Trump Flags End To China Trade War As Stocks Dive
US President Donald Trump has signalled an end to an ongoing trade feud with China as US stocks plunge over mounting concerns over the fallout.
On Friday, Trump expressed confidence he can reach an end to the ongoing trade war with China, he says the protracted trade negotiations will soon come to a head when the two powers meet.
"I think we'll make a deal with China, and I think it will be a very fair deal for everybody," Trump said ahead of the meeting with China in Argentina in a month’s time.
Trump said he will have dinner with Chinese President Xi Jinping at the November 30-December 1 G20 summit of industrial and emerging market nations.
The Trump-Xi meeting would mark the first since the countries trade relations started to strain with the introduction of import taxes earlier this year.
The United States has targeted $348 billion in Chinese products with tariffs, a move which saw Beijing lashed back with $153 million tariffs U.S. goods.
Trump has since threatened to impose further $371 billion tariffs on Chinese imports -- a move that would cover virtually everything China ships to the United States.
The news comes as the volatile trade relations weigh in on the US stock market, with stocks taking a turn after a rally in world equity markets came to a close and gains reversed on Wall Street.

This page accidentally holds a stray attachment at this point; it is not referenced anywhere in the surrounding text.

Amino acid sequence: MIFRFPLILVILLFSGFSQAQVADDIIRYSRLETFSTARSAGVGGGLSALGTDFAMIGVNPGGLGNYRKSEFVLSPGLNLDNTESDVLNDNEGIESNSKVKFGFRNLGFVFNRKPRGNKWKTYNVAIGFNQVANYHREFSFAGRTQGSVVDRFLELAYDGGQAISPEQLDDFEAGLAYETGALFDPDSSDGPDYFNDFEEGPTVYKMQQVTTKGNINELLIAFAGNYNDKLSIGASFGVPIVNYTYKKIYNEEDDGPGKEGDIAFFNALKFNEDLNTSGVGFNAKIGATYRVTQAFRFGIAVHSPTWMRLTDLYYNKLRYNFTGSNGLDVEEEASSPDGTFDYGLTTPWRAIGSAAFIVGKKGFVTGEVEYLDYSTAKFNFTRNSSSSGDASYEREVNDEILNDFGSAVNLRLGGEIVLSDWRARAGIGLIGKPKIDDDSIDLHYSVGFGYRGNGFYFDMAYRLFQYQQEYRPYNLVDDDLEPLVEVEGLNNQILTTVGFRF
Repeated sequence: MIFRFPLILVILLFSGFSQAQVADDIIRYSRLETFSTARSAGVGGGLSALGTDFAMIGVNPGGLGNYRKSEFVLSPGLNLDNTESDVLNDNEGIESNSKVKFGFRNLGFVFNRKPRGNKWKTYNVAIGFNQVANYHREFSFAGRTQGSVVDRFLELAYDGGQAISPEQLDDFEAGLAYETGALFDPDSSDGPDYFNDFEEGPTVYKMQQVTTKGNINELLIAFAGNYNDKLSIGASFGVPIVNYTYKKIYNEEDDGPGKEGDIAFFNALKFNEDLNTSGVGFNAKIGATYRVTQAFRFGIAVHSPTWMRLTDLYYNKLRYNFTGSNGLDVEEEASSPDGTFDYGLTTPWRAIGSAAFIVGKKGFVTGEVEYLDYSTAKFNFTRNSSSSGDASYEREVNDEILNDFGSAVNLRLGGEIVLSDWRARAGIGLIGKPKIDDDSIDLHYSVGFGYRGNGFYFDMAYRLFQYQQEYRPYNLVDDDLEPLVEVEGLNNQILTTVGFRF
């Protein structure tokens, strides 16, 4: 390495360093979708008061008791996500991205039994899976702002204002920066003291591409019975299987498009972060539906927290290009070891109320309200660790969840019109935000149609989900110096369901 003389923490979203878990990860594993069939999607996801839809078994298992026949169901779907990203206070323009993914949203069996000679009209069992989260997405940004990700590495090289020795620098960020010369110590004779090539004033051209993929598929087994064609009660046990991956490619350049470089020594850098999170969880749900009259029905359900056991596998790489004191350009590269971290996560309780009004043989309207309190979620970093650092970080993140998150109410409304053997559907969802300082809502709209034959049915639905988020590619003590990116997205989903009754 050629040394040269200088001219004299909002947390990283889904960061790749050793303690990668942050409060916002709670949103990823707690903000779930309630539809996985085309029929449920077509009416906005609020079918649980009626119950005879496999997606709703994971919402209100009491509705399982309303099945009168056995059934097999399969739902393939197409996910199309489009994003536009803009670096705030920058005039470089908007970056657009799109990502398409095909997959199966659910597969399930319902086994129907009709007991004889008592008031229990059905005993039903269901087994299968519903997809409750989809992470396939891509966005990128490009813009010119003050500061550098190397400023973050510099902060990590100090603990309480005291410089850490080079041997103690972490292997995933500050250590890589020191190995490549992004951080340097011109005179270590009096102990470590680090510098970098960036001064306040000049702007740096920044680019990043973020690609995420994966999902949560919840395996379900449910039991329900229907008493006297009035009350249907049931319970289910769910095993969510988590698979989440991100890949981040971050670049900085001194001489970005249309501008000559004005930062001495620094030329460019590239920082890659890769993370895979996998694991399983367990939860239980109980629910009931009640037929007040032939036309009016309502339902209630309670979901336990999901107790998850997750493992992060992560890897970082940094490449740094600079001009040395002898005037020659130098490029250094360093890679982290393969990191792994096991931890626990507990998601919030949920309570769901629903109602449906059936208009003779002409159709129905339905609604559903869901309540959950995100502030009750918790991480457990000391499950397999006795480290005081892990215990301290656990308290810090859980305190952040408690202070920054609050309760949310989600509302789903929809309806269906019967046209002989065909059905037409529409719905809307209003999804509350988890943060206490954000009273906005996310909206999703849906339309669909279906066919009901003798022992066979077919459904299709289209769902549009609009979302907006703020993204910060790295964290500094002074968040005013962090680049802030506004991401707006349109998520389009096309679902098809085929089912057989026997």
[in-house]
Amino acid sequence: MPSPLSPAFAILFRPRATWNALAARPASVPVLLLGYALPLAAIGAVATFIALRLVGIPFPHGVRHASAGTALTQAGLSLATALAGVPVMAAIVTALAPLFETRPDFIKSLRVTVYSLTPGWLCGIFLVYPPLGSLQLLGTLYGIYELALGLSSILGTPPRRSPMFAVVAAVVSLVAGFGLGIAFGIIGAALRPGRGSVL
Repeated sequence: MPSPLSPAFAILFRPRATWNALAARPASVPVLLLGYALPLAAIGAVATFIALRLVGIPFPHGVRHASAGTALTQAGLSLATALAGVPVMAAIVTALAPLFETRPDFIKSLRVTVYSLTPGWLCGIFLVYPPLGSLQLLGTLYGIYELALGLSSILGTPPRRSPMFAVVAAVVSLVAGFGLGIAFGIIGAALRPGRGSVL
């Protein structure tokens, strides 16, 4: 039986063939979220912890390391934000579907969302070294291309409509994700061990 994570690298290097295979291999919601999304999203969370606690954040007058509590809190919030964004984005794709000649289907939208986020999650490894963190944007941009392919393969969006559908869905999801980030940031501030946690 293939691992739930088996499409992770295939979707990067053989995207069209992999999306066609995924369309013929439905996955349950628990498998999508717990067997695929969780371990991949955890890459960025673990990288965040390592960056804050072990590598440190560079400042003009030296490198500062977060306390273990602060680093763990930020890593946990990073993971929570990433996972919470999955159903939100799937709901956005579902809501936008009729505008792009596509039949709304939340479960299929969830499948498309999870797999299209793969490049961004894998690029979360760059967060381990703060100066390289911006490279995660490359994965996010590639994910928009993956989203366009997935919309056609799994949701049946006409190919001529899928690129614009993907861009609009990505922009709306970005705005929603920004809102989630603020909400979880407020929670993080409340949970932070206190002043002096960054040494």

On Friday, markets climbed following hopes Chinese-US relations were on the mend but gains were soon reined in as uncertainty over the trade deal hits investor confidence.
White House economic adviser Larry Kudlow told CNBC that while US President Donald Trump plans to meet Chinese President Xi Jinping later this month, he has not asked US officials to draw up a proposed trade plan, contradicting a report earlier in the day that had buoyed hopes of a resolution.
The news erased early gains in US stocks and a rally in global markets that had lifted emerging market stocks by their largest daily gain since 2016.
"The stock market is focused on tariffs and they believe that increased tariffs are going to hurt the economy," said Mike Rask, director of trading at Hodges Capital in Dallas.
"There was the belief overnight that we were close to a trade deal with China and now it looks like that is not the case."
Earlier Friday, the Chinese foreign ministry said Trump and Xi had an "extremely positive" phone conversation on Thursday.
The two leaders agreed to "strengthen economic exchanges," said a ministry spokesman, Lu Kang, who gave no indication of an end to the strained negotiations.trade
Trump told reporters in Washington that "I know they want to make a deal".
He added that any deal reached must be "fair."
But Larry Kudlow, Trump's top economic adviser, sounded a more cautious note on CNBC Friday.
"We are not on the cusp of a deal," Kudlow said.
"As the president said, we would like to talk to them about it, but they may not be ready."